Volunteer keeps higher calling

Published 12:00 am Monday, June 14, 2004

McNair Ramsey wears many hats as college administrator, pastor and community leader.

He is now ending his one-year term as president of Rotary Club, whose motto is “Service Above Self.”

That motto describes Ramsey – who is

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vice president for development at Concordia College and pastor of Immanuel Lutheran Church in Vredenburgh – precisely.

“I enjoy each activity. Sometimes you feel overtaxed, but serving others and making a better life for others is a joy and the reason I do it. Otherwise I wouldn’t do it,” he said.

Ramsey was born in Camden and attended grade school there and then enrolled in Concordia College, then a junior college with a two-year high school division.

Ramsey continued his education in the Missouri Synod Lutheran Church system, graduating from Concordia University in Seward, Neb. He later earned a master’s degree

at the University of San Francisco and a doctorate at Atlanta University.

He moved to Selma from Detroit

in 1980 to join the Concordia administration.

His service activities are many.

Ramsey has been a member of the civic group One Selma for five or six years and has been co-chair for about the same length of time. He’s been on the United Way board for several years, the board of Jonathan Daniels Community Development Center for four, the Dallas County Advisory Board for Peoples Bank & Trust, the task force for the Department of Human Resources

almost since its beginning in 1980 and a member of Rotary for eight years.

He also had a major hand in organizing Rotaract, a student group based at Concordia,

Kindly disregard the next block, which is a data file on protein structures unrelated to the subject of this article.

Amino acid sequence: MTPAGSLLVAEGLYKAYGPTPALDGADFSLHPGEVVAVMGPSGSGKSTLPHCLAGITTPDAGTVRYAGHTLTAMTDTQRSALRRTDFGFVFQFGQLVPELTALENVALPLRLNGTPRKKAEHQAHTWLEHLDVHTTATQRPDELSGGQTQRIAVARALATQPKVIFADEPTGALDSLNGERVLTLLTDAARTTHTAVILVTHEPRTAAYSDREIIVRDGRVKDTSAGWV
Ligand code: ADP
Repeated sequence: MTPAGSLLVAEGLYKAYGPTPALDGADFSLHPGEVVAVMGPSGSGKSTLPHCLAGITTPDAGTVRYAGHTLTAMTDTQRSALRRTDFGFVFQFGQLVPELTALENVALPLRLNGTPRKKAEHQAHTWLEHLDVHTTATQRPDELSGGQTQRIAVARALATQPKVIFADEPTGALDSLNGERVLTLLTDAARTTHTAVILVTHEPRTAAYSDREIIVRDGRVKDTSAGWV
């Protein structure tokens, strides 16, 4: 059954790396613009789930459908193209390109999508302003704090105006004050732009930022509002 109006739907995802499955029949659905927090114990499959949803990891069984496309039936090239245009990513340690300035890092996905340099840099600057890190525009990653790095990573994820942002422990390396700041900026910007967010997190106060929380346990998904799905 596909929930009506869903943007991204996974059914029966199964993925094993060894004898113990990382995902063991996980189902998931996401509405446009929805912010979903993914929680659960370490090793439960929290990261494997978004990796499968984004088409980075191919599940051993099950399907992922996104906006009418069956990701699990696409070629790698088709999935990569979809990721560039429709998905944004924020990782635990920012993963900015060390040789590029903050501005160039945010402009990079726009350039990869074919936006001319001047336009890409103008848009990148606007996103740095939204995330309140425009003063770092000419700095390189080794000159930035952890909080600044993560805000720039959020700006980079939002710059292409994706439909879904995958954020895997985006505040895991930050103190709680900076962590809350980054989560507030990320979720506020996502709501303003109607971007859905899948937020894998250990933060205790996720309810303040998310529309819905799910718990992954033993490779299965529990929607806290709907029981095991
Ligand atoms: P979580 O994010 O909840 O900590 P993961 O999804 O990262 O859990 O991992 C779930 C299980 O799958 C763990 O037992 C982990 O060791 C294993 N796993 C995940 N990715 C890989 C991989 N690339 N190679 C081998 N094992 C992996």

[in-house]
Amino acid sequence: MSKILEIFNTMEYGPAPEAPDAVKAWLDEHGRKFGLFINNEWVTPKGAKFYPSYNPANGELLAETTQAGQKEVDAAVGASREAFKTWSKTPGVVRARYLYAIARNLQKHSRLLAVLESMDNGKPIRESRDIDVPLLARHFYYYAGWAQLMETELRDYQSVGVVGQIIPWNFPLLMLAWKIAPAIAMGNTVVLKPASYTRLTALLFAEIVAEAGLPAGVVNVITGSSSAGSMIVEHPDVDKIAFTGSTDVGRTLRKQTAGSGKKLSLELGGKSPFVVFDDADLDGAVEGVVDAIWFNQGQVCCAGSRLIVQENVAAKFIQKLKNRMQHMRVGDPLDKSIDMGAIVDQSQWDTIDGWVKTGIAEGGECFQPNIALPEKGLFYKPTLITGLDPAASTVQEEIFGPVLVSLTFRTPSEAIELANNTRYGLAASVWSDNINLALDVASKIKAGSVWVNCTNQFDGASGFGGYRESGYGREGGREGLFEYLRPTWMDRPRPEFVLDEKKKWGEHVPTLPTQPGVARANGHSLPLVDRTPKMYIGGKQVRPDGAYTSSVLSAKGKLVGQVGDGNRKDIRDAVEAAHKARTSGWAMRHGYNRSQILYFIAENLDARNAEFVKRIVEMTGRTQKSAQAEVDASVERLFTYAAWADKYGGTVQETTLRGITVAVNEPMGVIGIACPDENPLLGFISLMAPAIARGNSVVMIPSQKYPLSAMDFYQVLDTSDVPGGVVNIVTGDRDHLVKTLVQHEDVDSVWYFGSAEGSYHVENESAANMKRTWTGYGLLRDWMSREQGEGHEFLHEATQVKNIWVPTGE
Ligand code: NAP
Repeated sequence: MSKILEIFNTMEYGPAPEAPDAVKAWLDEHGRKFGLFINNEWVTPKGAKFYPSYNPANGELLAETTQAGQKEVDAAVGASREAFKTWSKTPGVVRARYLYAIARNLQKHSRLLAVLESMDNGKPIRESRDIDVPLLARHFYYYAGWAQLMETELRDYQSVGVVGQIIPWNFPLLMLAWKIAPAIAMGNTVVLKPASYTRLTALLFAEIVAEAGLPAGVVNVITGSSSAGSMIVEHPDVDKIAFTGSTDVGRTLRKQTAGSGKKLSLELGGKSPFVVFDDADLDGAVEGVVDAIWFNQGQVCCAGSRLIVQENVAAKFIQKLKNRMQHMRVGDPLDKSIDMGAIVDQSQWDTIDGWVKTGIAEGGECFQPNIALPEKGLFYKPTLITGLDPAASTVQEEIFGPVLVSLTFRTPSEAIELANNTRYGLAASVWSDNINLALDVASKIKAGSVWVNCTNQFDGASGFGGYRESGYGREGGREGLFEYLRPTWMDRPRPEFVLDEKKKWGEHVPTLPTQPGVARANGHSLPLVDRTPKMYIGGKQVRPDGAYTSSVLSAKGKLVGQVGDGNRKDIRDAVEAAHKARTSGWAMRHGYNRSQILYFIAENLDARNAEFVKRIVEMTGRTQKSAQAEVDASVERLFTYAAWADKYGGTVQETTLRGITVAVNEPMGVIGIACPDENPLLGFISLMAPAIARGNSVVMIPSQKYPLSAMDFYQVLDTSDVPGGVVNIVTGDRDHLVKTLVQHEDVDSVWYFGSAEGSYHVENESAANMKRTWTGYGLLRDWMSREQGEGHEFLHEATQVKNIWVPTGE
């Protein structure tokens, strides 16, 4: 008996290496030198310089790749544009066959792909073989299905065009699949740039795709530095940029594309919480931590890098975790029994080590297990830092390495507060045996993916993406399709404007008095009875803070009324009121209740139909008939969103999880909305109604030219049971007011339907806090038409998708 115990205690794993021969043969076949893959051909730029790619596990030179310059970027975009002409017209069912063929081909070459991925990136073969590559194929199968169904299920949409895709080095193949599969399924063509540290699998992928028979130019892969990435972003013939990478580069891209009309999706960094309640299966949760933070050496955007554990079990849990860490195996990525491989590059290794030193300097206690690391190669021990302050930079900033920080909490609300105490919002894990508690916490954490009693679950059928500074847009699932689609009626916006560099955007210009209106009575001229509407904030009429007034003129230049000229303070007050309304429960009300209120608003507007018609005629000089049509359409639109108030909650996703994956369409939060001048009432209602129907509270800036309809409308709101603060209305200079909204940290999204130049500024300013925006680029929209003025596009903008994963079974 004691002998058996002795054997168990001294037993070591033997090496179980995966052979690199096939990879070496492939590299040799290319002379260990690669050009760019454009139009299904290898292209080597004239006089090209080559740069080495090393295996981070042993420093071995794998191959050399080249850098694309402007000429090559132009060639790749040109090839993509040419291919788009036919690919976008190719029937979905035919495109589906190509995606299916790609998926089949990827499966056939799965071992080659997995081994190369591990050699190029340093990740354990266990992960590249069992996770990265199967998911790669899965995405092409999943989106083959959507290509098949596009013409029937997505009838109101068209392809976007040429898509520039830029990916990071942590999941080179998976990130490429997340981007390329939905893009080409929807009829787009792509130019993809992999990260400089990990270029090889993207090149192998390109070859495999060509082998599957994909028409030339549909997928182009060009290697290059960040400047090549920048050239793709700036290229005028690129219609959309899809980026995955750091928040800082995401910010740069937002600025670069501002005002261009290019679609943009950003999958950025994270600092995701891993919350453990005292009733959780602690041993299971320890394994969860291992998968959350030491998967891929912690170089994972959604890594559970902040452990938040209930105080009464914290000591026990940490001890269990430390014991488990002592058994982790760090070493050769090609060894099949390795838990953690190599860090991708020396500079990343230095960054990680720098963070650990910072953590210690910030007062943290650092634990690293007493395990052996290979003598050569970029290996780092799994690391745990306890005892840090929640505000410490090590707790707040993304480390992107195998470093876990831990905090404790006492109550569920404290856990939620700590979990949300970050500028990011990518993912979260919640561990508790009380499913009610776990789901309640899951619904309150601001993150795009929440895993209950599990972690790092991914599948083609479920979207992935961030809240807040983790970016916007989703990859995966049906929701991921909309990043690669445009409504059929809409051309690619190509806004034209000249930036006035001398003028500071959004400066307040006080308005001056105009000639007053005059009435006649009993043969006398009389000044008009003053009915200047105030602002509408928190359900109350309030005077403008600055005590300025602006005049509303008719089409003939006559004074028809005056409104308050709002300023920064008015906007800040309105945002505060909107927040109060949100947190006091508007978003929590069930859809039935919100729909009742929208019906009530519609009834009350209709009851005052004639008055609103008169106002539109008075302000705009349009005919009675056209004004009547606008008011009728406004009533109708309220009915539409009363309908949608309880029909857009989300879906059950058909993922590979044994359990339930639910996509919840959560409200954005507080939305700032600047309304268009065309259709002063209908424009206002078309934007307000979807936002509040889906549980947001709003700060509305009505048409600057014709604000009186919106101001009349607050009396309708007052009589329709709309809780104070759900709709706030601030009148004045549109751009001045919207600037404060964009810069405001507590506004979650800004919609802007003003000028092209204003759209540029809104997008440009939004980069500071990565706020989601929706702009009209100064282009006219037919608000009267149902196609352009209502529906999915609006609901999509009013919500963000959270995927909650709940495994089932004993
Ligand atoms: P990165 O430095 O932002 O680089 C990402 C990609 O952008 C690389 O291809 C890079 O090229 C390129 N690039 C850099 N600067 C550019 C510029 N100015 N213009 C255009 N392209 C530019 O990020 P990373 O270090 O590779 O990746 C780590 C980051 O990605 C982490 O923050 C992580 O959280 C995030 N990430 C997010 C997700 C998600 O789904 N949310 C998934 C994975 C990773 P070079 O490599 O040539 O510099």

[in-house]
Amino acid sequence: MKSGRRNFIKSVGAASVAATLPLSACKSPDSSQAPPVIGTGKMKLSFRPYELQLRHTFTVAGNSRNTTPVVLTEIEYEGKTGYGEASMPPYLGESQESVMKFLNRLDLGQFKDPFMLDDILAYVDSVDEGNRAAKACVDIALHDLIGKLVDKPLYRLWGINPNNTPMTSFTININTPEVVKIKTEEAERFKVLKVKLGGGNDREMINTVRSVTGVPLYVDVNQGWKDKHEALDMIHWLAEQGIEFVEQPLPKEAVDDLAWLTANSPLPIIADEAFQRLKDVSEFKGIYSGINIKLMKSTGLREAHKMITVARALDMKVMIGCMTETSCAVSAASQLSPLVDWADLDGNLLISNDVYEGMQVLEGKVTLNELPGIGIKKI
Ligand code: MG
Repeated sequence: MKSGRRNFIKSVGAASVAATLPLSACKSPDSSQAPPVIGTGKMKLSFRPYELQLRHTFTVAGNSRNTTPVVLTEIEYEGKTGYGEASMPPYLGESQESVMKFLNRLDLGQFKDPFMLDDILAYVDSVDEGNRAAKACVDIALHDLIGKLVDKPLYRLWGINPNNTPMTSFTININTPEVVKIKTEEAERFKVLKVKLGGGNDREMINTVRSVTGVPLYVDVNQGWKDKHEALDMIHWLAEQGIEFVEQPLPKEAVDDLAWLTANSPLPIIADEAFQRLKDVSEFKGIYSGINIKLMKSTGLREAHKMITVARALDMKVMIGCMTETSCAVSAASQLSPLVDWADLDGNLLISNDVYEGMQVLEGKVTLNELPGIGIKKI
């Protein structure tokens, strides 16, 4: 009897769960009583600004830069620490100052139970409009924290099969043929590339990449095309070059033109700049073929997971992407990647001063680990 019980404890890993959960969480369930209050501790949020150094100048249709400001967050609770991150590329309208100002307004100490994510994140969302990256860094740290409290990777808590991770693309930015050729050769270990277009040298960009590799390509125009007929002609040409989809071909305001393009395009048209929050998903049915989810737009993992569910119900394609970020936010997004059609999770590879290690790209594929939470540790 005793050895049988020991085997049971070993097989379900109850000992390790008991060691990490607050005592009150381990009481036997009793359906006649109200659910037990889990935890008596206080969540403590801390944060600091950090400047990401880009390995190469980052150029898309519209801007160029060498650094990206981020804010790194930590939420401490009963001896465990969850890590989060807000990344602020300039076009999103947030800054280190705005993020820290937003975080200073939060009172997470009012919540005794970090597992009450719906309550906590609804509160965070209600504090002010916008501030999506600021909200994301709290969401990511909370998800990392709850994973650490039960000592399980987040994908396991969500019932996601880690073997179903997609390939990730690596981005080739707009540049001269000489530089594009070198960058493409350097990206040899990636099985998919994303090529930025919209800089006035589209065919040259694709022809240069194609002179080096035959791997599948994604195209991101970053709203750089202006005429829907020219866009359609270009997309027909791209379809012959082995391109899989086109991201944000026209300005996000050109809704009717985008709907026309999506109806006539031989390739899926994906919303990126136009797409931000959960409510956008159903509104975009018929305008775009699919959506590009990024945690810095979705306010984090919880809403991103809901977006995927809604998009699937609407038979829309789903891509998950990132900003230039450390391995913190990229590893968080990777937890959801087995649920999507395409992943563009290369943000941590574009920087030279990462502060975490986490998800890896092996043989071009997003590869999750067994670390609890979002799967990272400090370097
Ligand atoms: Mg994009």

sponsored by Rotary,

committed to community service and to set a positive example for fellow students. According to Ramsey there are only three clubs in Alabama. The club meets for lunch biweekly and sponsors fund-raisers to raise money

to donate to the Rotary Foundation, an international organization. Some of the money raised, he said, stays in Selma but much goes for distribution to deserving projects internationally. The foundation’s work encompasses such programs

as polio vaccinations in Third World countries, building homes in poor areas, water purification programs, literacy and hearing aids for children overseas.

In addition, members of Rotaract sing at area nursing homes and visit with residents, along with participating in

programs for children, such as recreation and tutoring.

“They must keep their grades up,” he said, “in order to remain in the program.”

“Service above self” – that’s the motto by which Ramsey lives his life and the value instilled in the next generation in the Rotaract club through his efforts and others.

Ramsey said, “When I was a child growing up in Camden, I thought going to Selma was like going to New York.” “I still love Selma and have had many opportunities to move. I have chosen to abide here.”